After these 15 minutes of 'audience' pointers and concerns were read out we [inc the Tesco representatives] were told in no uncertain terms that we should 'remain quiet'. From here on there would be a debate between councilors, we were also told that we would be ejected from the chamber should we talk or interrupt the debate. As such the audience respected this ask and kept quiet while the debate was underway.

Were facts used to support debate or just supposition?
There then followed the expected debate between Clrs. For a while there seemed to be uncertainty as pro Tesco Clrs argued with Clrs who were airing various concerns about the plan still. To confuse the matter further there were various points raised by pro Tesco Clrs that were presented as 'fact' to the chamber when they were plainly not presented accurately. One example being that Ludlow was put across as being the 'same or similar' to Tenbury. In reality, Ludlow is very different from Tenbury though. Take for example the fact that Tenbury's population is about 3,500, that's less people that Ludlow's Council Estate of about 4000 people alone. Ludlow has a population of around 10,000 in total - that's nearly 3 times that of Tenbury. Ludlow has cleverly marketed itself in tune with the growing national interest in slow and locally produced foods - Tenbury hasn't that we're aware of. Ludlow has a the remains of a castle that administered the whole of Wales for 200 years - Tenbury hasn't. Ludlow has a vibrant cattle market which for many years has brought money and individuals into the town - Tenbury no longer has an cattle market in town. Ludlow's tourism industry has been cultured over many years and runs on a very different scale and with a larger array of assets to that of Tenbury's. 

In short, you can't compare like for like - the two towns are substantially different. Although Ludlow has had recent news reports about the polarisation of trade to the superstore end of town it is never the less more resilient because of this broader mix of references at it's disposal. Those who are pro Tesco of course claim this resilience is down to a Tesco store in town but the many additional benefits the town has would seem to suggest otherwise.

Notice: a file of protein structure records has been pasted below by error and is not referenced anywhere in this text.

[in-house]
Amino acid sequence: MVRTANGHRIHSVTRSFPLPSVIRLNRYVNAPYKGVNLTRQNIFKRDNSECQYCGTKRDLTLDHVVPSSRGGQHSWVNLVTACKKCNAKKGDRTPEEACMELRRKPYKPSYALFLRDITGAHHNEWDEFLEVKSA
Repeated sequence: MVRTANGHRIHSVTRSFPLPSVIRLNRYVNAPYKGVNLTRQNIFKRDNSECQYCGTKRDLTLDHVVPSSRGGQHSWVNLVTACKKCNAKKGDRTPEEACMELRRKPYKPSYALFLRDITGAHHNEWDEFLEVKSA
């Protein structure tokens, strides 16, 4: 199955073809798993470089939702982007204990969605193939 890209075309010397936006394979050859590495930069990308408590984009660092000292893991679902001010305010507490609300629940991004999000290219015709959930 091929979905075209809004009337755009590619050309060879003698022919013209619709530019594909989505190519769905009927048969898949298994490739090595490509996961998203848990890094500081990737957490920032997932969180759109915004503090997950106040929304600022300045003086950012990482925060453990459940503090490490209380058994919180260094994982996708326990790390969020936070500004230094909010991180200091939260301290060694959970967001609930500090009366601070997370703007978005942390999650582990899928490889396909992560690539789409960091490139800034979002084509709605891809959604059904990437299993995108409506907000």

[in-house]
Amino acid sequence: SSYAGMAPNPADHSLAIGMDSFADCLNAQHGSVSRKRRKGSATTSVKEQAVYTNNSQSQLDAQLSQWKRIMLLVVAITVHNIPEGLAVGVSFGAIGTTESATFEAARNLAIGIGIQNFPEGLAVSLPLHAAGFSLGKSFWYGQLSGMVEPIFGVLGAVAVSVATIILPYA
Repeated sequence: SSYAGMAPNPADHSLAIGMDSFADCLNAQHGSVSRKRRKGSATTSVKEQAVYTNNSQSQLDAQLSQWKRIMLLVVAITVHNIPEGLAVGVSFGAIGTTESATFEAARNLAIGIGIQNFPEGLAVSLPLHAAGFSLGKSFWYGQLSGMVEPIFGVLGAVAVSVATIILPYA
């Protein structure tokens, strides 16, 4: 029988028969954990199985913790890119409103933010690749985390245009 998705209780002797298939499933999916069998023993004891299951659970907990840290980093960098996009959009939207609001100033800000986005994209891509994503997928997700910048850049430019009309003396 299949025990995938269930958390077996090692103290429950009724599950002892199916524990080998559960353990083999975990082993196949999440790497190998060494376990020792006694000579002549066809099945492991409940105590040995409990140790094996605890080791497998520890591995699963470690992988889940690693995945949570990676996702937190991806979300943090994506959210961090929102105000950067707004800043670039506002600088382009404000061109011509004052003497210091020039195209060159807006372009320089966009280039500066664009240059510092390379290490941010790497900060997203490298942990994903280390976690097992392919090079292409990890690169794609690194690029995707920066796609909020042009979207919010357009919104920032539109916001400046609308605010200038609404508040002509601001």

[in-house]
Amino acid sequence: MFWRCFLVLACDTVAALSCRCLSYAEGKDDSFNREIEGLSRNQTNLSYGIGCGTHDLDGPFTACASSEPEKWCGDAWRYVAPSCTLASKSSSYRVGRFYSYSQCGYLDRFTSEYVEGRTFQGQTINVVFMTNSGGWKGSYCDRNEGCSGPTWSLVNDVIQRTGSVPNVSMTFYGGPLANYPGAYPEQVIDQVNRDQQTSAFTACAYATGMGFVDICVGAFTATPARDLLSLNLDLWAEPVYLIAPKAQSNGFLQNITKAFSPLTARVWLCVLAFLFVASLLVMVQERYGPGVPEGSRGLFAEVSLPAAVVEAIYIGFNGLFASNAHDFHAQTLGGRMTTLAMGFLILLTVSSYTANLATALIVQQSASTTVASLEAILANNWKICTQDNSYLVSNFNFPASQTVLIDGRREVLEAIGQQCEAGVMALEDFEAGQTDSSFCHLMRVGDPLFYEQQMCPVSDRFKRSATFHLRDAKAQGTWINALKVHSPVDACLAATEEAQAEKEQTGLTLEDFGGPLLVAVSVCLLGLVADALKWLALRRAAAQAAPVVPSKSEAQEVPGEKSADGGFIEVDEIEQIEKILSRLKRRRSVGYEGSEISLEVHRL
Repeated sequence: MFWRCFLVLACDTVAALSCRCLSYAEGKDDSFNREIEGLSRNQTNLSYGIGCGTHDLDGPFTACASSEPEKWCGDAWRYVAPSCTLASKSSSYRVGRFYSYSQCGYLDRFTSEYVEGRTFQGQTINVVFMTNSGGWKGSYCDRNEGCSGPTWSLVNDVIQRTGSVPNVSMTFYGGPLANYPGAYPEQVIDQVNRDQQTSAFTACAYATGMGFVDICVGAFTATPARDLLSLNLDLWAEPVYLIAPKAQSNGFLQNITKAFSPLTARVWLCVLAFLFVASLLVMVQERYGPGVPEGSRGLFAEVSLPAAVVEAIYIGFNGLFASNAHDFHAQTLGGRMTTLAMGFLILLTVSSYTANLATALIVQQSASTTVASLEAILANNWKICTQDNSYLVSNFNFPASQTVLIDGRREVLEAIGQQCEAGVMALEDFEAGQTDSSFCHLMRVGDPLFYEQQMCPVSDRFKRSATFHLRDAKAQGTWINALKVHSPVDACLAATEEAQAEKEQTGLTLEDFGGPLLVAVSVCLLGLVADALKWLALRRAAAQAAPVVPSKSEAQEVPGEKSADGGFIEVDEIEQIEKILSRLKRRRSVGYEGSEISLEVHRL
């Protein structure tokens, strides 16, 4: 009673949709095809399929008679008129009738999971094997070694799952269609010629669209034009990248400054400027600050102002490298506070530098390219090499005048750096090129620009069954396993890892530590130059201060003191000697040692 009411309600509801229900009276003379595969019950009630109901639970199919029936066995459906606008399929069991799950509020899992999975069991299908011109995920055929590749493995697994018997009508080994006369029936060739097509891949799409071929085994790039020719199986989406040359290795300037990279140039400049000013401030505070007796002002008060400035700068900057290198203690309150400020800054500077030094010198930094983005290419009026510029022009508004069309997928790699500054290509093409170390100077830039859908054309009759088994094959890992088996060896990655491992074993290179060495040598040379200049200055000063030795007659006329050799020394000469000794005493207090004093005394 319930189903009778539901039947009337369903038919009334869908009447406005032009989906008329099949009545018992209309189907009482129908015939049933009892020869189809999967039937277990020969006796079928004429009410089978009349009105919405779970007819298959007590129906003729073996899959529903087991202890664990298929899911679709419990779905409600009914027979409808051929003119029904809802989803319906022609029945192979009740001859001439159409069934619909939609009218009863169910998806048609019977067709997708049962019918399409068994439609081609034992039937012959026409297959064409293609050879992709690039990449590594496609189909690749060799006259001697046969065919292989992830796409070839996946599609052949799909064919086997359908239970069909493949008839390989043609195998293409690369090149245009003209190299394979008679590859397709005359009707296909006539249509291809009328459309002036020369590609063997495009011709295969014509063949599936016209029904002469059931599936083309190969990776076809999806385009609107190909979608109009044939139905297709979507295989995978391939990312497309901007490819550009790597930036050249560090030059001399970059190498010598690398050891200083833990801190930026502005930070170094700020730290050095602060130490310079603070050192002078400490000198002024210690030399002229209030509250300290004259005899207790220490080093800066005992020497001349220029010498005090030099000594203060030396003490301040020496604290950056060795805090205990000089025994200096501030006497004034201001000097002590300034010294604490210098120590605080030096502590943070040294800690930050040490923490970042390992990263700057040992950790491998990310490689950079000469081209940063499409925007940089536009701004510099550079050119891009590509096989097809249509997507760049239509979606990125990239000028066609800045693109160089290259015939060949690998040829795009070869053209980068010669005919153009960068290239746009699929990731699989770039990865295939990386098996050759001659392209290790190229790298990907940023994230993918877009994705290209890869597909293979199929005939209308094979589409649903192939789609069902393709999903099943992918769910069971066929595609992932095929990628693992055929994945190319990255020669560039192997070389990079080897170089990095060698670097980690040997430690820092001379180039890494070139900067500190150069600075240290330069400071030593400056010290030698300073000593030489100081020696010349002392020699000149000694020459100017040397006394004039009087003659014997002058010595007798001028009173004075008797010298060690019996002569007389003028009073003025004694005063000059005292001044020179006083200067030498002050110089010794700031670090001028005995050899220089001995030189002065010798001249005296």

Commendations to Clrs who aired their concerns.
Commendations do have to be given though to those local Councillors who raised concerns about the plan - both in terms of potential traffic congestion, ill thought-through superstore parking arrangements and the fact that the Clrs possibly weren't paying full attention to the many concerns raised by locals that had been passed to them to consider.

All pigs are equal but some are more equal than others.
What many in the audience couldn't square though was that during this debate some members of the audience were allowed their say and a right to reply when others who were on the public speaker list weren't. Pro Tesco Clrs asked if they could talk to the applicant as audience members and ask them further questions. The same facility to further detail and clarifiy wasn't extended to the rest of the audience or speakers though - many of whom who would have been able to clarify some of the claims put across as 'fact' in support of the Tesco application. 

So was the meeting conducted fairly?
In the event, Tesco representatives then had the chance to both clarify and even expand upon points raised by mainly pro Tesco Clrs. No one else had the same facility offered. Was it conducted fairly? You'll have to draw your own conclusions.